Luckily, for housebuilders, then, few think outright cancellation is likely. “I’d be astonished if Hammond cancelled it,” says Peel Hunt’s Lewis. “It’d lead to a national drop in output – it’s just not what the government wants.” Stockdale Securities’ Alastair Stewart, agrees. “It’s going to be extended, there’s no doubt about it. It’s just become the new norm. Housebuilders buy land on the expectation of a certain volume of buyers. It’s too big to curtail.”

One source close to government deliberations on the matter said: “The housing ministry is definitely convinced that Help to Buy has to be extended. But the Treasury is not convinced – they’ve got to balance the books. It’s very much up in the air.” A separate policy source said Downing Street was also raising issues and that “the prime minister can’t stop fiddling”. The prime minister’s housing adviser, former Shelter policy director Toby Lloyd, has previously gone on record branding Help to Buy “self-defeating and poorly targeted”.

Builders’ heroin

But Hammond has a range of options aside from axing the policy completely (see “Hammond’s options”, below), and the big question is now what particular option Hammond will choose. Housebuilders, certainly, appear resigned to this happening, with Bellway’s new chief executive, Jason Honeyman, last week backing calls to trim the scheme. A spokesperson for the HBF says: “The certainty of demand that the scheme provides enables builders to invest in the land and people needed to deliver more homes, and that certainty is desperately needed. The industry is keen to explore all options with government for how it could be shaped moving forward.”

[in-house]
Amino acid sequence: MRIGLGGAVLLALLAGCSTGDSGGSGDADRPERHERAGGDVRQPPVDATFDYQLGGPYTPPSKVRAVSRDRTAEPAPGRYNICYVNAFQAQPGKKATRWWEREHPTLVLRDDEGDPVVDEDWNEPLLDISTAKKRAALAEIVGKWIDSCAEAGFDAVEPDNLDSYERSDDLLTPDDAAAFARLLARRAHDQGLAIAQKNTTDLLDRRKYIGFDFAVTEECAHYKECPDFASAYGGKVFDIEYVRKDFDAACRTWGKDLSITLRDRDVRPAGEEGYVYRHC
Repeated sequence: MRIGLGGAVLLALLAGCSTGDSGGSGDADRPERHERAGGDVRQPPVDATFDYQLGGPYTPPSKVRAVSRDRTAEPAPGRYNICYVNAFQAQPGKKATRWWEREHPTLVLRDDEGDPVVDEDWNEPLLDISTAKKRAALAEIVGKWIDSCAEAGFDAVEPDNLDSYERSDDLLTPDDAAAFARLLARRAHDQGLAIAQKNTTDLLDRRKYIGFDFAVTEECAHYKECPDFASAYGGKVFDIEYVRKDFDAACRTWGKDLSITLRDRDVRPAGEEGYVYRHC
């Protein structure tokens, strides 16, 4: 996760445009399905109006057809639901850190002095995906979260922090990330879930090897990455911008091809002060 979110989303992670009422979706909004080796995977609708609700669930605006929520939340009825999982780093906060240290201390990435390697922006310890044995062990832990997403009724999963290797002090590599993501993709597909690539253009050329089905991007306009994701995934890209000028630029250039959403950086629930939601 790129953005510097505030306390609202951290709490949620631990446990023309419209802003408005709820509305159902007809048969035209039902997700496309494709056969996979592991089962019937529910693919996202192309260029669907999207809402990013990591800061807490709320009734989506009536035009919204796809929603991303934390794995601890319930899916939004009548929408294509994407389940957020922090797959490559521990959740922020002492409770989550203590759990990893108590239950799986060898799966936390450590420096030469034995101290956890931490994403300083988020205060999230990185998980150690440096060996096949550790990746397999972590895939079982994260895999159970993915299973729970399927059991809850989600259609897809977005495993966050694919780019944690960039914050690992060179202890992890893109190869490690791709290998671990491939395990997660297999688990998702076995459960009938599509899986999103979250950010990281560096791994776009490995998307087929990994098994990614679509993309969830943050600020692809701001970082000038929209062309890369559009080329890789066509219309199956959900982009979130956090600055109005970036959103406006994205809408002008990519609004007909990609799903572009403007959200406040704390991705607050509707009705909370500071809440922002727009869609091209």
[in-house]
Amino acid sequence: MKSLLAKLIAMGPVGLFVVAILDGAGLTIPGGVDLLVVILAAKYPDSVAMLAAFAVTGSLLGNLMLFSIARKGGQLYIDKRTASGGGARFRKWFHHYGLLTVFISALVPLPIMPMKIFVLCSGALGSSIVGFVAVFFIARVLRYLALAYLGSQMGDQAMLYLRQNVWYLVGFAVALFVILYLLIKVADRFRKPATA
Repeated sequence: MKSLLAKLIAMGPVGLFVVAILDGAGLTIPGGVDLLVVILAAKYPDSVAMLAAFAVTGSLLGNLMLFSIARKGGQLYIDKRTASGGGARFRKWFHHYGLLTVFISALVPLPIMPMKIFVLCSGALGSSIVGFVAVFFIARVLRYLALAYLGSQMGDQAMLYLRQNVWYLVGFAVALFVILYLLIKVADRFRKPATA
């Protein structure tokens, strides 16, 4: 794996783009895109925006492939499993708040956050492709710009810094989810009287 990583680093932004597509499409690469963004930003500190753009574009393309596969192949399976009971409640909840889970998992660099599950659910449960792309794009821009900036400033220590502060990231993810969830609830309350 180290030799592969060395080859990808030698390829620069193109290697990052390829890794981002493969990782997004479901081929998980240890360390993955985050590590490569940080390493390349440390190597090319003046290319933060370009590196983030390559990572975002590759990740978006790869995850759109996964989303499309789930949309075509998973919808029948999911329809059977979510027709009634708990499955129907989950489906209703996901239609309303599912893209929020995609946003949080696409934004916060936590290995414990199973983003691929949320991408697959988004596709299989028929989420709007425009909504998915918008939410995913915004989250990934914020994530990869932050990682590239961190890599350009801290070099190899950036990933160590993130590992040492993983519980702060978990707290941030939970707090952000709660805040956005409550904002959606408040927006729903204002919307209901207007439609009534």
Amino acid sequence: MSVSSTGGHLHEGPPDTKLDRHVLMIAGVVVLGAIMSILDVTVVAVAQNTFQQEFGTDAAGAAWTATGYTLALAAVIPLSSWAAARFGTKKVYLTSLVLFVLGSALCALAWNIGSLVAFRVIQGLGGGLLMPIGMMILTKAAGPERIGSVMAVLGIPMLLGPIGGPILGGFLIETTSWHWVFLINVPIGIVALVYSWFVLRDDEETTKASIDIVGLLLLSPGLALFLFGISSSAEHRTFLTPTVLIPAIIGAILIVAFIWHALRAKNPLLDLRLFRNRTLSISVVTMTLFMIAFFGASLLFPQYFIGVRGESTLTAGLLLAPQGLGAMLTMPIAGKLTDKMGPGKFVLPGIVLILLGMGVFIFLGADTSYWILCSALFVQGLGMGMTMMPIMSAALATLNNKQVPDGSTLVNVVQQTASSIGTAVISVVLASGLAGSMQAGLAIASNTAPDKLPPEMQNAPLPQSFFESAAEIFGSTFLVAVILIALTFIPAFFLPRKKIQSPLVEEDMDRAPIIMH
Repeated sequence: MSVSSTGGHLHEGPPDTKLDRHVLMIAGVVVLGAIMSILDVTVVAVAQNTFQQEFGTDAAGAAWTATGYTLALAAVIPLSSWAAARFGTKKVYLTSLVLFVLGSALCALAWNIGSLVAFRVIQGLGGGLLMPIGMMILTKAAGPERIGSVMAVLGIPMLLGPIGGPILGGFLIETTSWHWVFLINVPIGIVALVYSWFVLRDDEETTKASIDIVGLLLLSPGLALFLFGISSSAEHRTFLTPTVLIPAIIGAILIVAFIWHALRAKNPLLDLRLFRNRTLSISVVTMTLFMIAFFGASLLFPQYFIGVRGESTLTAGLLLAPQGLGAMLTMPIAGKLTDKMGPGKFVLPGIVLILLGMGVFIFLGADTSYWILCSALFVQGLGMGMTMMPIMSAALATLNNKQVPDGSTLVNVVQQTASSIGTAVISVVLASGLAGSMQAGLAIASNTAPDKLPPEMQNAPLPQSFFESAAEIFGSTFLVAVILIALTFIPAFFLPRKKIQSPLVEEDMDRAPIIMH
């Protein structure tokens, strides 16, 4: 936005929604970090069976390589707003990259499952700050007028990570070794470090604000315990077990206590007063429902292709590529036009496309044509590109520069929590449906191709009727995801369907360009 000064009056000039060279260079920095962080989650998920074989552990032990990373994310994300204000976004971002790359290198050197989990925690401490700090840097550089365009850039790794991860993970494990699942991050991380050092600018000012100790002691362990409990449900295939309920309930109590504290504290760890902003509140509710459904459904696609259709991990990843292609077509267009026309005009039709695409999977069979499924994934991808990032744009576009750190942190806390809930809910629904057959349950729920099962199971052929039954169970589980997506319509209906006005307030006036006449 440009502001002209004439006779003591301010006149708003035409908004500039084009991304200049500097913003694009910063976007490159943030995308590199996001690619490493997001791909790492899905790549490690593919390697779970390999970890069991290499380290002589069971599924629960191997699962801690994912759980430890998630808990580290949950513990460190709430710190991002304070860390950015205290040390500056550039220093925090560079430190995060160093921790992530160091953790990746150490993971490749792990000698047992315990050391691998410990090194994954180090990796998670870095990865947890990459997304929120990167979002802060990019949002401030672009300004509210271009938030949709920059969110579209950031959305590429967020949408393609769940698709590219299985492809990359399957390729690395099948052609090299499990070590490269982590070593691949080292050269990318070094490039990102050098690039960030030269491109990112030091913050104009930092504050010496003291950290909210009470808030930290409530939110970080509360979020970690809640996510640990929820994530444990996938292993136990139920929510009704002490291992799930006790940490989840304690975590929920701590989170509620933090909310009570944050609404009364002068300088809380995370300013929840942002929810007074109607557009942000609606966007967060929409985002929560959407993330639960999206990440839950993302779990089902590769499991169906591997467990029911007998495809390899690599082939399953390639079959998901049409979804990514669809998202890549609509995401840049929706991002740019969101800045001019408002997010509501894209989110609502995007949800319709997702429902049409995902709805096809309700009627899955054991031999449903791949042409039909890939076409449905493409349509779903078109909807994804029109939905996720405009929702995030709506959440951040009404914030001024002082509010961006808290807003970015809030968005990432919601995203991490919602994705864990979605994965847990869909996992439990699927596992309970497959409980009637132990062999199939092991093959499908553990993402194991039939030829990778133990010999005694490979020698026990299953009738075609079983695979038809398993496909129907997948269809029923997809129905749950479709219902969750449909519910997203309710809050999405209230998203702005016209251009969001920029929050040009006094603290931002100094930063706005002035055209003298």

If it’s likely Hammond will extend Help to Buy but further ration access to it, the big determinant of impact on housebuilders will be funding. Some have speculated he could extend it without giving any further funding – because by rationing it he would make the existing £10bn last longer.

Clearly these decisions will hit housebuilders, but the sector would recover much more quickly from that than from cancellation. “The market would take a bit of a knock but it would adjust okay. The companies would have a long enough time to prepare for it,” says Cammack.

For a government with the ambition to build 300,000 homes a year, this will clearly be a prime consideration. The Resolution Foundation’s Judge says: “Some have called Help to Buy ‘the builder’s heroin’ – the trick will be to wean the industry off it without any nasty shocks.” Next week we can expect to find out if it’s a trick Hammond can pull off.

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Source: Inna Sokolovska / Shutterstock.com

Hammond’s options

Industry observers expect chancellor Philip Hammond to make a statement on the future of Help to Buy in the Budget next week, with newspaper reports speculating that he will extend the current scheme for another year and launch an in-depth review over its long-term future. If he wants to settle the issue next week, he has a range of options. These are:

  • Fully extend the existing scheme beyond 2021 – this would be the best outcome for housebuilders, who would be likely to see a share price bounce. Odds 10:1.
  • Announce cancellation beyond 2021 – this would hit housebuilders hard; expect share price falls of up to 20%. Odds 5:1.
  • Extend beyond 2021, make it less generous but include a slug of new money – this is the outcome the market has “priced in”. Hammond could ration the scheme by making only first-time buyers or those on lower incomes eligible, or by putting a lower cap on sale price. He could also choose to make it less generous by cutting the equity loan stake – currently 20% of purchase price – that the government takes. Odds 2:1.
  • Extend beyond 2021, make it less generous and grant no new funding – this would work by making the existing £10bn last longer, and would leave housebuilders disappointed. Odds 3:1.